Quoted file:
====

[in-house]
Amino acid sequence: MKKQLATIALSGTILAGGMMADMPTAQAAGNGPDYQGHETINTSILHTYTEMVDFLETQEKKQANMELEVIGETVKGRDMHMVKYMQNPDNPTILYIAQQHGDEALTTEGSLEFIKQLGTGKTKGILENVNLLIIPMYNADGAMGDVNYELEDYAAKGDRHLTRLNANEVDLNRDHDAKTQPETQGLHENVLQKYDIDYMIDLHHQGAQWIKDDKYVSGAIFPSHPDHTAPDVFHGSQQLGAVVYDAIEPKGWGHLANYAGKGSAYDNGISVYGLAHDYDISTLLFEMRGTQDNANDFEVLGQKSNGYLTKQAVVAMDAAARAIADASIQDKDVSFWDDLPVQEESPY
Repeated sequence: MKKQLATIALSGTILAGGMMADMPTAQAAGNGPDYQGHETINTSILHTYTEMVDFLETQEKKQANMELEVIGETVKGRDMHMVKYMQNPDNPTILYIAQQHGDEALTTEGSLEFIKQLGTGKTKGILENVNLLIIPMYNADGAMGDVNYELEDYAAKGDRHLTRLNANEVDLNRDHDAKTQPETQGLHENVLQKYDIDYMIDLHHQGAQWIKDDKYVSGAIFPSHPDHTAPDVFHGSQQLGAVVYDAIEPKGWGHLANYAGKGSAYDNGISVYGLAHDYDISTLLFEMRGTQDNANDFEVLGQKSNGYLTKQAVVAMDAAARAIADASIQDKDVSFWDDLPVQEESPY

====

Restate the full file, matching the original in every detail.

[in-house]
Amino acid sequence: MKKQLATIALSGTILAGGMMADMPTAQAAGNGPDYQGHETINTSILHTYTEMVDFLETQEKKQANMELEVIGETVKGRDMHMVKYMQNPDNPTILYIAQQHGDEALTTEGSLEFIKQLGTGKTKGILENVNLLIIPMYNADGAMGDVNYELEDYAAKGDRHLTRLNANEVDLNRDHDAKTQPETQGLHENVLQKYDIDYMIDLHHQGAQWIKDDKYVSGAIFPSHPDHTAPDVFHGSQQLGAVVYDAIEPKGWGHLANYAGKGSAYDNGISVYGLAHDYDISTLLFEMRGTQDNANDFEVLGQKSNGYLTKQAVVAMDAAARAIADASIQDKDVSFWDDLPVQEESPY
Repeated sequence: MKKQLATIALSGTILAGGMMADMPTAQAAGNGPDYQGHETINTSILHTYTEMVDFLETQEKKQANMELEVIGETVKGRDMHMVKYMQNPDNPTILYIAQQHGDEALTTEGSLEFIKQLGTGKTKGILENVNLLIIPMYNADGAMGDVNYELEDYAAKGDRHLTRLNANEVDLNRDHDAKTQPETQGLHENVLQKYDIDYMIDLHHQGAQWIKDDKYVSGAIFPSHPDHTAPDVFHGSQQLGAVVYDAIEPKGWGHLANYAGKGSAYDNGISVYGLAHDYDISTLLFEMRGTQDNANDFEVLGQKSNGYLTKQAVVAMDAAARAIADASIQDKDVSFWDDLPVQEESPY